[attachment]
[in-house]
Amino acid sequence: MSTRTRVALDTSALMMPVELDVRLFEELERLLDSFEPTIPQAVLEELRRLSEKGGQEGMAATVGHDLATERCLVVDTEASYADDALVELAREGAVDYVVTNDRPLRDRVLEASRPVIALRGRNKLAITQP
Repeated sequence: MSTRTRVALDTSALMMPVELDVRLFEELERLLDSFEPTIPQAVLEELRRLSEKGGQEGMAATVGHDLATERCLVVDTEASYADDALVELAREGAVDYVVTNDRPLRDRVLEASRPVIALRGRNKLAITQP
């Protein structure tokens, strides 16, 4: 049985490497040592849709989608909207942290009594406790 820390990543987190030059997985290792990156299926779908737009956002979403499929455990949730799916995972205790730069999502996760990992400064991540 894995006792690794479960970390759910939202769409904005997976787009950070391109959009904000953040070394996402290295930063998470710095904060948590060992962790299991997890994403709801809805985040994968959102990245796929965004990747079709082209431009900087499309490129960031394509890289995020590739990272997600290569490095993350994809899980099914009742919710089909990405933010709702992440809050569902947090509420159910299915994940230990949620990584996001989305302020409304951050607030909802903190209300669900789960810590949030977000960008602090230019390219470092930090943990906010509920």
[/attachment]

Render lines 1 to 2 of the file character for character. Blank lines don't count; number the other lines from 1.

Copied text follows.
[in-house]
Amino acid sequence: MSTRTRVALDTSALMMPVELDVRLFEELERLLDSFEPTIPQAVLEELRRLSEKGGQEGMAATVGHDLATERCLVVDTEASYADDALVELAREGAVDYVVTNDRPLRDRVLEASRPVIALRGRNKLAITQP